Saturday, February 11, 2012

Stained Glass Spin (Inspired by Patti Smith’s Dancing Barefoot)

The prayers turn
with stained glass spin.
Accepted words
fall on ears
that have tuned
them out.

Count the beads,
drink the sacrifice,
eat the bread,
Closet confessions
absolved by formulas.

The knees of guilt
can rise from
their posturing.
Heaven hears
another amen.

The prayers turn with stained glass spin.





22 comments:

Fireblossom said...

Wow, Susie. "absolved by formula". What a great line. I love the ritual of the Mass, but ritual without belief and action is hollow, and you've said that so clearly here.

Ruchi Jain said...

Heaven hears
another amen.
best lines..:)

Lolamouse said...

Very cool, Susie! "Dancing Barefoot" was another of her songs that I really liked. I do think you were able to capture her spirit in your words quite well.

Marian said...

love it, susie! i love dancing barefoot, my goodness.
this line is incredible: "Closet confessions absolved by formulas." Wowee.

Brian Miller said...

nice...i like the prayers turning in stain glass...makes for a very nice image...there is something to be said of ritual as long as you mind why you are doing them...

Peter Goulding said...

I suppose someone could write a thesis on Patti Smith and religious imagery but all they have to do is read your poem Susie. Spot on..

Laurie Kolp said...

I love it too, Susie... especially the last line.

Charles Miller said...

The need for redemption and absolution, so strong in many, cannot turn on formulas and hollow amens. You capture the dilemma that so many face when they seek forgiveness for whatbthey consider their sin to be. Freud seemed to back up the experience of many religions, when he explored the human unconscious. Humans have a deep-seated desire to live accirding to ideals, whether set by parents or society, and when they do not fulfill this desire they feel guilt. Religions attempt to provide a means to deal with these feelings and emotions. As your poem shows, however, religious rites become hollow and formulaic and one begins to question the authenticity or efficacy of the rites.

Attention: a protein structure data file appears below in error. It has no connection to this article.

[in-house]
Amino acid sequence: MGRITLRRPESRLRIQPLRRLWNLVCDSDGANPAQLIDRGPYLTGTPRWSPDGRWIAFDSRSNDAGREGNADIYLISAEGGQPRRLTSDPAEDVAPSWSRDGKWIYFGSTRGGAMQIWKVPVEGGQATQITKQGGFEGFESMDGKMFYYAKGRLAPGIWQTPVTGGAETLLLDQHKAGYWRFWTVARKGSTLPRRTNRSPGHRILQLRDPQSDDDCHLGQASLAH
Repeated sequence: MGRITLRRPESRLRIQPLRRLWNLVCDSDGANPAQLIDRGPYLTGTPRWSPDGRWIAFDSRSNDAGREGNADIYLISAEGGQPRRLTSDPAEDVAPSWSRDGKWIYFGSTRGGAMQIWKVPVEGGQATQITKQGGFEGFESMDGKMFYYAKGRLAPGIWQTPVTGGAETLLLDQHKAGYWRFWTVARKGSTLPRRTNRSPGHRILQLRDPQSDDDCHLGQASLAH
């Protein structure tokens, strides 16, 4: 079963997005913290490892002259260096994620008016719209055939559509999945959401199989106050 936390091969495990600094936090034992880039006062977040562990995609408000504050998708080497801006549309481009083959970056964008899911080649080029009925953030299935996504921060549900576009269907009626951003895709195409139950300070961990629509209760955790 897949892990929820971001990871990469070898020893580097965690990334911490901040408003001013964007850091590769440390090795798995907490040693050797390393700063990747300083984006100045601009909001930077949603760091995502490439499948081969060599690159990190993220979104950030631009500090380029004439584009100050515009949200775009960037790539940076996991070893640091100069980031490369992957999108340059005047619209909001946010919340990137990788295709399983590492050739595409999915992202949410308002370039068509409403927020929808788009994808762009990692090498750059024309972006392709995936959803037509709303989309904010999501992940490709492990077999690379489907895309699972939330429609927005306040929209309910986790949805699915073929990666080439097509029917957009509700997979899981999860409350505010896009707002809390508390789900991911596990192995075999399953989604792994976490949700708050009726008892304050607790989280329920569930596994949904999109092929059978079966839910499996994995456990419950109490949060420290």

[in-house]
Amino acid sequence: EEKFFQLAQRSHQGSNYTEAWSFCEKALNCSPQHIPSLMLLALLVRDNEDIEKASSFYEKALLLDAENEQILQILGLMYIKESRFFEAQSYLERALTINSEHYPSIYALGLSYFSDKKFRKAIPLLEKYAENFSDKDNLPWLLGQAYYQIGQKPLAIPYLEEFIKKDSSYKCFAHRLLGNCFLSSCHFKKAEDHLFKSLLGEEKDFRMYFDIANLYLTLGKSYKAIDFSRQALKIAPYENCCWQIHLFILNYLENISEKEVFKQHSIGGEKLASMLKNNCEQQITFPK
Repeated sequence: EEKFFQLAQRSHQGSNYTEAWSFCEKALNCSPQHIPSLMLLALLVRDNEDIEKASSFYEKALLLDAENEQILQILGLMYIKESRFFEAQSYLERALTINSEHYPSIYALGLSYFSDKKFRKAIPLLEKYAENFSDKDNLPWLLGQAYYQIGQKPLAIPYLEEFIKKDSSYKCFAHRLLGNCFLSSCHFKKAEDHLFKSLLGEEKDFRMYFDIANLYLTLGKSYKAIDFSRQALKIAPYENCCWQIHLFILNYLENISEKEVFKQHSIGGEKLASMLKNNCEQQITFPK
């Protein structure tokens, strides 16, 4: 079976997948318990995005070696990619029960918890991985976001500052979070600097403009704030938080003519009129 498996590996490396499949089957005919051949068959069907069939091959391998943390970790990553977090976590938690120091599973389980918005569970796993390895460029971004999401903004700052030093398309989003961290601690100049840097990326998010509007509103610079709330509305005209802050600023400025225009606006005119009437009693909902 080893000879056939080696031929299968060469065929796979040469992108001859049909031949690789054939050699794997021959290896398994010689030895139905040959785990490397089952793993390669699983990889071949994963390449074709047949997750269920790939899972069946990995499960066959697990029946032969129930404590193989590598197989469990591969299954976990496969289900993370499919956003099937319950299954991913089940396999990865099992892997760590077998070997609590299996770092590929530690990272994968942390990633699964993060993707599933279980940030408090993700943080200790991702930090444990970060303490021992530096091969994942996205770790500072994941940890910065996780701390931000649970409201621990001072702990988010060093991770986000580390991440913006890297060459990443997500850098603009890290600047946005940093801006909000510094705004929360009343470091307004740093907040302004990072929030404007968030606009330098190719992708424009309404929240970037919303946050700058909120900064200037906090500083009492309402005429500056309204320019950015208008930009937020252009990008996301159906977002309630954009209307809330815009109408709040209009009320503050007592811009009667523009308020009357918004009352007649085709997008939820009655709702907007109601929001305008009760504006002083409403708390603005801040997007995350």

I think your repeated line is very effective in this regard:

The prayers turn with stained glass spin.

The firstbtime, you break the line but then you let it apoear unbroken. For me, the spinning is the whirlpool of angst and despair that sinners often feel. The unbroken line seems to say that at first the sinner tries to break the cycle of sin with the rite. But the rite is ineffective because it's a lie. Therefore, the unbroken line indicates the penitent's freedom to seek another form of redemptipn and solace.

RD said...

contrition may absolve, but it can not cure....I stared through the stained glass for so long I think I saw past the reason I was there and found a reason th be here

Peace

kaykuala said...

It's a great tribute,Susie! You covered it so well. The message lingers on.

Hank

Heaven said...

An eye catching first and last line...very nice take on forgiveness and redemption ~

Mary said...

Perfect!

Anonymous said...

"The knees of guilt
can rise from
their posturing.
Heaven hears
another amen.


The prayers turn with stained glass spin."

You well represent a heart that is not truly repentant but is just going through the motions. "Stained-glass spin" captures the turnabout of an insincere prayer.

~Shawna
rosemarymint.wordpress.com

Daydreamertoo said...

Yes, Heaven hears another amen.
I never did understand why it's okay to sin as much as you wish, go to confession, and be given 10 Hail Mary's and be forgiven. It doesn't nake any sense at all to me, but then again, it doesn't have to either.
Very well penned.

RD said...

I know I commented...yet...POOF

thank you for your time

Peace

S.E. Ingraham said...

This touches so many good points; ain't absolution a wonderful thing? Sorry, that's probably offensive but it used to bug the you know what out of me when my Catholic friends would do all manner of crap all week long, then go to confession on Sunday and get absolved, do their penance, and then start all over again without hardly drawing a breath ... if I hadn't already become rather stubbornly agnostic, I might've converted just for that luxury alone ... ranting aside, great poem.

Susie Clevenger said...

Thanks to everyone for your wonderful comments. It means a lot.

Claudia said...

Count the beads,
drink the sacrifice,
eat the bread,
Closet confessions
absolved by formulas...wow...rituals are not bad in itself i think as long as we know why we do them and as long as it's our own decision and not a product of mass pressure

Kerry O'Connor said...

Your extended metaphor of religious imagery seemed a strange choice considering your subject, but you worked it into the lines with amazing skill and a very powerful result.

Ginny Brannan said...

I grew up on guilt and ritual as only catholic school and church knows how to teach it. You captured it well in this piece.

adan said...

i like the evolution of the first two lines into a whole last line, interesting, fits really well with heaven's new amen, nice, thanks! ;-)

Margaret said...

You said it perfectly in your poem and Brian also did in his comment. Not much I can add here... Very well done!